FDR went out of his way to say no to socialism, so it is rubbish for Sanders to claim that the New Deal was democratic socialism

What FDR Understood About Socialism That Today’s Democrats Don’t

He ruled at the height of government activism, but saw ideology as something to fear, not embrace.


President Franklin D. Roosevelt arrived at Franklin Field on the campus of the University of Pennsylvania in characteristic style: beaming, from the back seat of an open car. He had earned this smile. It was June 27, 1936, and he had just been re-nominated by acclamation in the smoke-filled Philadelphia Convention Center a few blocks away. It was, arguably, the high-water-mark of his career. Thanks to the monumental initiatives of Roosevelt’s first term, it was also a moment of transcendent significance in the nation’s history, though none of the 100,000 people sweating in the yellow-brick football stadium realized it. This was the pinnacle of American socialism, by that or any other name.

In the four years just past, Roosevelt had transformed the purpose of the United States government, making it a constant companion in the lives of Americans. The Social Security Act of the previous year was merely the crowning achievement. Roosevelt’s initiatives, meant to curb the misery brought on by the Great Depression, directly funded millions of government jobs, employing everyone from photographers to brush-clearing conservation workers. To pay for this, he raised the income tax—which hadn’t even existed two decades earlier—to 75 percent on the highest incomes. The rich were subsidizing the poor, and that was A-OK with FDR.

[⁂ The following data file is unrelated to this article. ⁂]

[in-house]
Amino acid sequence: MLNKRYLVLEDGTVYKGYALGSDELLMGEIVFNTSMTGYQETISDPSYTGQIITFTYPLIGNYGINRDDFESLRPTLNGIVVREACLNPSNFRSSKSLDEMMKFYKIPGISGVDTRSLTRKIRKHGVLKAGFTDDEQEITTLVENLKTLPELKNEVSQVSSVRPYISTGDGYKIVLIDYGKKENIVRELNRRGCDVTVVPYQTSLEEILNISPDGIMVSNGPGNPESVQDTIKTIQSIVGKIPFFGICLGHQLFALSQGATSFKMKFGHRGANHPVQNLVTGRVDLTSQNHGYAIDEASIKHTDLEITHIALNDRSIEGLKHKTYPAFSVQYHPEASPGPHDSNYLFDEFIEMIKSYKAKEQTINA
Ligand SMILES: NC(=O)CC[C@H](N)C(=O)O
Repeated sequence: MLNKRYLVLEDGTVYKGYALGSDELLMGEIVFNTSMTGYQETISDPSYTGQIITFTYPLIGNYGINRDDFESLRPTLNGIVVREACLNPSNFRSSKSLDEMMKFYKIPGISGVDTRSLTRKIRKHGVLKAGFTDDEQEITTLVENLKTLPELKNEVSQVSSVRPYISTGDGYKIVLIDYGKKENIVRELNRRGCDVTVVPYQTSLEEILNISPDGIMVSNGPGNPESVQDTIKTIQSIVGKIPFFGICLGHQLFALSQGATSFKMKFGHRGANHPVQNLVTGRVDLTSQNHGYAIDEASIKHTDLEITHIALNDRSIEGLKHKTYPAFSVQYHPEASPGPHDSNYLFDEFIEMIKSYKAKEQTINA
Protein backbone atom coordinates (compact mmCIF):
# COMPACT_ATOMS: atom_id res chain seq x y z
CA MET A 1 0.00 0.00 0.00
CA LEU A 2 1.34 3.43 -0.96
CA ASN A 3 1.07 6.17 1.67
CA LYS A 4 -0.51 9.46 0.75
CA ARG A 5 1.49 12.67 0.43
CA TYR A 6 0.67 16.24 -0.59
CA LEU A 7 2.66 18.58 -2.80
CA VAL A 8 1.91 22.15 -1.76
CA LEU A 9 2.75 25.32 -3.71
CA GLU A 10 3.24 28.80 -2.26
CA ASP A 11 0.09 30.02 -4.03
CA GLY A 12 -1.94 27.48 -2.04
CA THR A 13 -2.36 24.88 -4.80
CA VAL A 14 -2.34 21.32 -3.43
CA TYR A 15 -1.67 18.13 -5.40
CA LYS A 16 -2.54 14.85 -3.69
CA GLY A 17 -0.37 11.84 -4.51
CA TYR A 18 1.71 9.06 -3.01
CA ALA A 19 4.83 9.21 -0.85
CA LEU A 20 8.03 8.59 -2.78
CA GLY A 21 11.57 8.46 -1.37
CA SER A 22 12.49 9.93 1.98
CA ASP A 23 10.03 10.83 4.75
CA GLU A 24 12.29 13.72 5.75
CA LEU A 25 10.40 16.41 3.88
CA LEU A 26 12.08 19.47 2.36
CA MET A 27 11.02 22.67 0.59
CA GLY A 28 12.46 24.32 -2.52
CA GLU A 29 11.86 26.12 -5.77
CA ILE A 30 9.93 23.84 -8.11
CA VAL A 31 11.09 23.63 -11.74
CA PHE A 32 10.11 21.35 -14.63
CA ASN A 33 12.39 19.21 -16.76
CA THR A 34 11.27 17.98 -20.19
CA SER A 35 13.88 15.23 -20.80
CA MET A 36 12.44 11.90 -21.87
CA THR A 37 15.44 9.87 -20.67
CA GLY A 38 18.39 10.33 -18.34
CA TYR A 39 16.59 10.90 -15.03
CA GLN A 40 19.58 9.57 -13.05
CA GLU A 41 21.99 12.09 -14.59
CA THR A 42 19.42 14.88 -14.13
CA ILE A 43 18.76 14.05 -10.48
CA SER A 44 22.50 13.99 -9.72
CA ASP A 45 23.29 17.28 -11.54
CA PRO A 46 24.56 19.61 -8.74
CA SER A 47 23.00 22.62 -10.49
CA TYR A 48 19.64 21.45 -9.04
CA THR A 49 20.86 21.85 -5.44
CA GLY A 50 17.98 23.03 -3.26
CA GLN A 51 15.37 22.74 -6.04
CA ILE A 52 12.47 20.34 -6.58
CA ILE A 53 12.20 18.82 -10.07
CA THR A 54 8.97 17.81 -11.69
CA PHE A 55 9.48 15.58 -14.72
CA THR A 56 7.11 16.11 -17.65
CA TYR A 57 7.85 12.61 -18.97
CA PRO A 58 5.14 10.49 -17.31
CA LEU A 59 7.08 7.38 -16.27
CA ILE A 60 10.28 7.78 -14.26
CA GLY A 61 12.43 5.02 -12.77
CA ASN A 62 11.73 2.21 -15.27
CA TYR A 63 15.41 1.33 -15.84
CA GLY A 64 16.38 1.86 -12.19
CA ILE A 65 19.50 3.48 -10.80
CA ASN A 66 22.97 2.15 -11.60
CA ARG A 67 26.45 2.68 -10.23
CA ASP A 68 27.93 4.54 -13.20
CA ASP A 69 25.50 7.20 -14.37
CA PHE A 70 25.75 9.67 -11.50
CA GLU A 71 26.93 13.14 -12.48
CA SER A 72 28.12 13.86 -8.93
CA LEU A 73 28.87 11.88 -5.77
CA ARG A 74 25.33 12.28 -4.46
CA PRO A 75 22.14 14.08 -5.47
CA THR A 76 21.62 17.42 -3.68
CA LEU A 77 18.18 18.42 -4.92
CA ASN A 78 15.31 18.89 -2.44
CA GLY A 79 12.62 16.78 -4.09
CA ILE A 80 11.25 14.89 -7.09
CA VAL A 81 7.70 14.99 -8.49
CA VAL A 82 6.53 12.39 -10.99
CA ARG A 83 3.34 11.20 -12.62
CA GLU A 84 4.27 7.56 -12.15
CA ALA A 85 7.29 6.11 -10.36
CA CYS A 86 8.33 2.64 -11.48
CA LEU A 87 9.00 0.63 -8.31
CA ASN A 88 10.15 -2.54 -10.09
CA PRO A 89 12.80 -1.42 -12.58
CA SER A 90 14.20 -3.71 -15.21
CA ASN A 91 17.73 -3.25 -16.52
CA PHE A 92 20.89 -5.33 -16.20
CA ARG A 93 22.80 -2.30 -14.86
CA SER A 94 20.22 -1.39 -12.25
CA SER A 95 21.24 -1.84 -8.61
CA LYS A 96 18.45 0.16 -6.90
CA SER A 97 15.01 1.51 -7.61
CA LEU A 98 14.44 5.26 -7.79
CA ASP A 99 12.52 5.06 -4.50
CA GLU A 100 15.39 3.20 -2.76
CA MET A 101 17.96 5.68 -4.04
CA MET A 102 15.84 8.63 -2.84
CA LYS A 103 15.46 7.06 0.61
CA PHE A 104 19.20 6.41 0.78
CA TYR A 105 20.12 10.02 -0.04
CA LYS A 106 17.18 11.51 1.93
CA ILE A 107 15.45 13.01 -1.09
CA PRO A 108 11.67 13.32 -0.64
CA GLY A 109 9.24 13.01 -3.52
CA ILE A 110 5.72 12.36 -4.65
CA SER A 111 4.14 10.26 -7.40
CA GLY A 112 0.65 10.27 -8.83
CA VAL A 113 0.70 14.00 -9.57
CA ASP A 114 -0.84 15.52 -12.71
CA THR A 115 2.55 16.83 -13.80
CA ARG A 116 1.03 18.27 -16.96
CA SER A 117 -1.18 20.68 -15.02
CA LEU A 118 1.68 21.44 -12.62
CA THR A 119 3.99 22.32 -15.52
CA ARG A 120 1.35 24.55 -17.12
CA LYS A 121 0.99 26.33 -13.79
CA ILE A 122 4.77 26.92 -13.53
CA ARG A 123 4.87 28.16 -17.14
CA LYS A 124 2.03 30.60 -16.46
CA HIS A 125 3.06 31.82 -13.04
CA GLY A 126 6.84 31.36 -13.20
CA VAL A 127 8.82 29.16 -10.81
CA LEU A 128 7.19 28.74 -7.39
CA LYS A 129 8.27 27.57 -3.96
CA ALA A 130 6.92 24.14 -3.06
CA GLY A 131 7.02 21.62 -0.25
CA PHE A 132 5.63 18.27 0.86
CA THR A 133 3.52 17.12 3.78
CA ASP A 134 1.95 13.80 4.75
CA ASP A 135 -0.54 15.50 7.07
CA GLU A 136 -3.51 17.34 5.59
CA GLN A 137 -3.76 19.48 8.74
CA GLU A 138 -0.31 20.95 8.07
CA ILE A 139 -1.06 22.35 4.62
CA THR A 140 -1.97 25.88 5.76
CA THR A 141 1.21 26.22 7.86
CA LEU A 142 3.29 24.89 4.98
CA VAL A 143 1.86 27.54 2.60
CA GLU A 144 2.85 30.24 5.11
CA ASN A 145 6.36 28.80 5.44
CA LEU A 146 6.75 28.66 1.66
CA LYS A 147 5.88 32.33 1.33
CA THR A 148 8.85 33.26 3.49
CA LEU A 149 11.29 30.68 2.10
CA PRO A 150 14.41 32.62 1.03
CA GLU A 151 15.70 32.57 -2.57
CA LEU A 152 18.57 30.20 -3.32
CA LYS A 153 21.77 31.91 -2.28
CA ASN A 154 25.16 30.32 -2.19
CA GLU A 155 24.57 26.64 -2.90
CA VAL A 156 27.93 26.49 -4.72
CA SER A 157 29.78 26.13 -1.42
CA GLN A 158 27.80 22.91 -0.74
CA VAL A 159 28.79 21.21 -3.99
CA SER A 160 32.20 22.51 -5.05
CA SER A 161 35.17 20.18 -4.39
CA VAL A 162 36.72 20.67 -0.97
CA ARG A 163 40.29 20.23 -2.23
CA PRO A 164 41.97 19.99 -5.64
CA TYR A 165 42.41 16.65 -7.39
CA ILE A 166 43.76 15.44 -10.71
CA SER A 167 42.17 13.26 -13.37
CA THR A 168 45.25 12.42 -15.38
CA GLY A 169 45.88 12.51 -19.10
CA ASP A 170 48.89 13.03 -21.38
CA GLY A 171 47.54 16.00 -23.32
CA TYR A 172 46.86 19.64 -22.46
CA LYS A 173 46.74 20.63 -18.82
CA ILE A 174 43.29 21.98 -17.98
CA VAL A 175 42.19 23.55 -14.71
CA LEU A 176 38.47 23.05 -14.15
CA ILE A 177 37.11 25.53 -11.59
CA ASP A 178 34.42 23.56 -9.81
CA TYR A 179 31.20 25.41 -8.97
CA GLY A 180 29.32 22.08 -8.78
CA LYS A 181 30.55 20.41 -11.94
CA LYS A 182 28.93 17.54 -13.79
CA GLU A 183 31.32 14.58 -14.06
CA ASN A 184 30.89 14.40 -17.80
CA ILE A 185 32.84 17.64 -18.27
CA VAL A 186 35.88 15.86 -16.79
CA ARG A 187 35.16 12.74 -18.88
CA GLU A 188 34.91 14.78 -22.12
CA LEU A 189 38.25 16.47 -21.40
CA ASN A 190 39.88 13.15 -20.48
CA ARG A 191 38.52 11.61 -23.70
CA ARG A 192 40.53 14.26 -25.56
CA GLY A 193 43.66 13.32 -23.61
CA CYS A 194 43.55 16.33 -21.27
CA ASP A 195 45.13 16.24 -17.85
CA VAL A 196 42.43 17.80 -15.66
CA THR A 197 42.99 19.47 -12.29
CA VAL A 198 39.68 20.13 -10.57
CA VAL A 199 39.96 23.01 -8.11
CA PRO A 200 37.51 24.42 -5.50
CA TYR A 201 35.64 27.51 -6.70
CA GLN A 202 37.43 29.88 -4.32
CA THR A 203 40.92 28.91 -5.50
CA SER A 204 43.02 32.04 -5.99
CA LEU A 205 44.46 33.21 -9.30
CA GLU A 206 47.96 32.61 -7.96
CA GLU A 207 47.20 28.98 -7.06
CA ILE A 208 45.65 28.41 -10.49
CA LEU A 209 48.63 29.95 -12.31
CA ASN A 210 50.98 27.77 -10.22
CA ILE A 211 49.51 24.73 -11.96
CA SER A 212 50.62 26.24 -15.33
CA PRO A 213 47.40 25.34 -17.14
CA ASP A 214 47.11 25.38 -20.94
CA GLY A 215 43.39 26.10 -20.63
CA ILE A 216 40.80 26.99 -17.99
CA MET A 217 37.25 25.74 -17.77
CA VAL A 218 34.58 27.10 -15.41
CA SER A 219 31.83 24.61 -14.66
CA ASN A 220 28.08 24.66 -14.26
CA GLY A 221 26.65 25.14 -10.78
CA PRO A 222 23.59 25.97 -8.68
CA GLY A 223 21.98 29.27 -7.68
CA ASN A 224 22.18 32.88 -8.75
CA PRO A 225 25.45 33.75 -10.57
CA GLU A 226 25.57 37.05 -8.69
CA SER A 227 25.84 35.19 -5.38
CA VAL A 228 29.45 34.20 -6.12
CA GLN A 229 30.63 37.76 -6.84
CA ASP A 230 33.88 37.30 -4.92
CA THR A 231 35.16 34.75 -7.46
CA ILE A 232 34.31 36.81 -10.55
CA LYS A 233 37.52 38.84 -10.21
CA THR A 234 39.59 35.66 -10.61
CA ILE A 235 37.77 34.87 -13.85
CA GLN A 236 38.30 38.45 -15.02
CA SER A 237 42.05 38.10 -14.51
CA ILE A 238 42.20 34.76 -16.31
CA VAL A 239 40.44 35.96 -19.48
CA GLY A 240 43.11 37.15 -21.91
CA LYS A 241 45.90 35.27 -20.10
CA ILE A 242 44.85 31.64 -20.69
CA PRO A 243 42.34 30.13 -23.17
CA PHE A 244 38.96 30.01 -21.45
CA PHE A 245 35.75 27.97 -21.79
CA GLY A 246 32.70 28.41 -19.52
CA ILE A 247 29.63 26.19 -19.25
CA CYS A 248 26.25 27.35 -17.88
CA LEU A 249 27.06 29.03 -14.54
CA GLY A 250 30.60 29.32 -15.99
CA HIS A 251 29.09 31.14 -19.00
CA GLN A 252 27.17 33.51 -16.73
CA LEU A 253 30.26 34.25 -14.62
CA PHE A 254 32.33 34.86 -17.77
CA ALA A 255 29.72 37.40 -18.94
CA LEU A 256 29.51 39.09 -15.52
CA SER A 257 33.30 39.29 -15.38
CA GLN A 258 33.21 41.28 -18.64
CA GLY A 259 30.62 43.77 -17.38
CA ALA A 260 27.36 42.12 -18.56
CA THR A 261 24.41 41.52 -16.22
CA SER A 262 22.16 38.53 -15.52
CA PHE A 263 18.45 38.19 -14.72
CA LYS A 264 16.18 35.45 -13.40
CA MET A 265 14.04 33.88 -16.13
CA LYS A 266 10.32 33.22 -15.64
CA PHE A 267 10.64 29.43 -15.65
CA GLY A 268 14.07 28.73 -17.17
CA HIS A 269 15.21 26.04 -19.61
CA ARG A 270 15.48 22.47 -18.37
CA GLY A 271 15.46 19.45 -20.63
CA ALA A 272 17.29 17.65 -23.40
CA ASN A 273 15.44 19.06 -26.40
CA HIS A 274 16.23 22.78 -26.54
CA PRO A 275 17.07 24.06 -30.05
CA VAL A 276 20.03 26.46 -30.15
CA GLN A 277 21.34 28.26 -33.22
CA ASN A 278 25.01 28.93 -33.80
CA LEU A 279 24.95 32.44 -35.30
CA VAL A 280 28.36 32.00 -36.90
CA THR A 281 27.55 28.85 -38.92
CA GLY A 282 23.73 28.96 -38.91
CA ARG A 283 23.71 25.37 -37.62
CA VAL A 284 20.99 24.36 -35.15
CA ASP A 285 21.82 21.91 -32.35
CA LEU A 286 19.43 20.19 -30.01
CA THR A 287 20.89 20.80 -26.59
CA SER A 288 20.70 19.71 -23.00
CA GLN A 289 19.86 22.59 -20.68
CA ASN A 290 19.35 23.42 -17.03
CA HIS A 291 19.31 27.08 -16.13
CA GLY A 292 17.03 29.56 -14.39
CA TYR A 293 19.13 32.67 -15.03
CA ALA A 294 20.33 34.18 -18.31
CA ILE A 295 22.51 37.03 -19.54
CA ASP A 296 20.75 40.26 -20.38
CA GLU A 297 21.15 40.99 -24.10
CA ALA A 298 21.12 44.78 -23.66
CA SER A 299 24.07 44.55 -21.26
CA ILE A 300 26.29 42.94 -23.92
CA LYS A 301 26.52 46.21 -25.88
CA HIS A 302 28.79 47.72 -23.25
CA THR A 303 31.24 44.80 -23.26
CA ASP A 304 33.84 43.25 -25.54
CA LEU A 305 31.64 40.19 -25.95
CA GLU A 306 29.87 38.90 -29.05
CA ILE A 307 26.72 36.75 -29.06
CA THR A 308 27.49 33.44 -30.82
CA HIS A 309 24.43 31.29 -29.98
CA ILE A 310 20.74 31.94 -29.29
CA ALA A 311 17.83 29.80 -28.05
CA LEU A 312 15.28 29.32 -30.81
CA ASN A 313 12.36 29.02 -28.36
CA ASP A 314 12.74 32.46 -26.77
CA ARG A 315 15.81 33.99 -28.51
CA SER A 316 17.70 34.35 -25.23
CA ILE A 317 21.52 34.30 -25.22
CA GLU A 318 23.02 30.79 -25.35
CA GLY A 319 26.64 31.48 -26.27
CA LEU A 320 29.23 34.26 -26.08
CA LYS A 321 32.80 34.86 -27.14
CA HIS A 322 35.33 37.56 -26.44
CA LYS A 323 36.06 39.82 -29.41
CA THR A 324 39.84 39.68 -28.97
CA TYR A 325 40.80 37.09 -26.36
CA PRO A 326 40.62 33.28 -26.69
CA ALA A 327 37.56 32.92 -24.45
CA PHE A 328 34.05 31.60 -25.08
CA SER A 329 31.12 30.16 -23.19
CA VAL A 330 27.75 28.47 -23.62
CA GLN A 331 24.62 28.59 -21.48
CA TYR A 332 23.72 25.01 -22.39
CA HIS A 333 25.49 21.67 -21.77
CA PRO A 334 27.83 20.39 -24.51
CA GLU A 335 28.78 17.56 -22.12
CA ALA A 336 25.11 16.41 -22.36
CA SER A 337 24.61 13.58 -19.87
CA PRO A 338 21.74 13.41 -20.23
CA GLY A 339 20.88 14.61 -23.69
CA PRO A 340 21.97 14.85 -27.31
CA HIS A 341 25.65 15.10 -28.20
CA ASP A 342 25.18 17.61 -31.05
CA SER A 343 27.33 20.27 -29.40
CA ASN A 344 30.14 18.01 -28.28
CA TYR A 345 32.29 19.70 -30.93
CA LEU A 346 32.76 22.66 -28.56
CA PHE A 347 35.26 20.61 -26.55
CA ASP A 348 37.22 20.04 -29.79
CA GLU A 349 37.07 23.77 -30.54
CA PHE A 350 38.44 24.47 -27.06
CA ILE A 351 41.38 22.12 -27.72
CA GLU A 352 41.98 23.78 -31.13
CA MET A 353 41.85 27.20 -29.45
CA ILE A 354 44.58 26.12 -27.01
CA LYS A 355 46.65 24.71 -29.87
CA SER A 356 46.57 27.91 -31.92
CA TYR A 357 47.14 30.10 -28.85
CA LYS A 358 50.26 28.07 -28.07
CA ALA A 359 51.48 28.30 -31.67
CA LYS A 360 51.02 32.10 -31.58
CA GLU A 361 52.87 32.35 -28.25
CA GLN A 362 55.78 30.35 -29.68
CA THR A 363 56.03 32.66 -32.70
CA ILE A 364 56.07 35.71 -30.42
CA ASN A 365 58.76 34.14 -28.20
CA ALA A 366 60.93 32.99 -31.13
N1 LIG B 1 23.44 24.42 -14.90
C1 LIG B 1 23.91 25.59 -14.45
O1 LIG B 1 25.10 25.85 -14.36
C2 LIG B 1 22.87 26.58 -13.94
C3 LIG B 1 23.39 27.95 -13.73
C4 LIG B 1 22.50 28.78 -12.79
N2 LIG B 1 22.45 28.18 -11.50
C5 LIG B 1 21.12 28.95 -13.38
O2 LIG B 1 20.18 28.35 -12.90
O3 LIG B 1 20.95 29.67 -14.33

The giant crowd bristled with excitement to hear their hero defend these policies. What followed was his so-called “Rendezvous with Destiny” speech, which historians rank among the greatest of his career, a tall order from the man whose oratorical roster included “nothing to fear but fear itself,” and “a day that will live in infamy.” But while those speeches perfectly captured individual moments, Roosevelt’s “Rendezvous with Destiny” speech came far closer to revealing his inner theories and motivations: Never before or after would he lay out his vision in greater clarity.

That vision included one truly insistent message: He was not a socialist.

Though he never used the term socialism in his speech, Roosevelt’s anger at those who accused him of ideological motivations, of applying an economic theory that was anathema to the United States, exploded from the lectern. In line after line, the fiery president defended his actions as pragmatic responses to the real, glaring needs of a changing society. The rich who criticized him, who cloaked their greed in an affinity for capitalism, were dangerously missing his point. He knew the ideological threats of communism and of fascism were real, and were overtaking democracy in European countries. An etched-in-stone commitment to the status quo would be an invitation to extremists everywhere. By fulfilling the government’s obligation to assist its people, he was instilling confidence in the American system. He was vindicating the Founding Fathers.


“Is the New Deal Socialism?” by Norman Thomas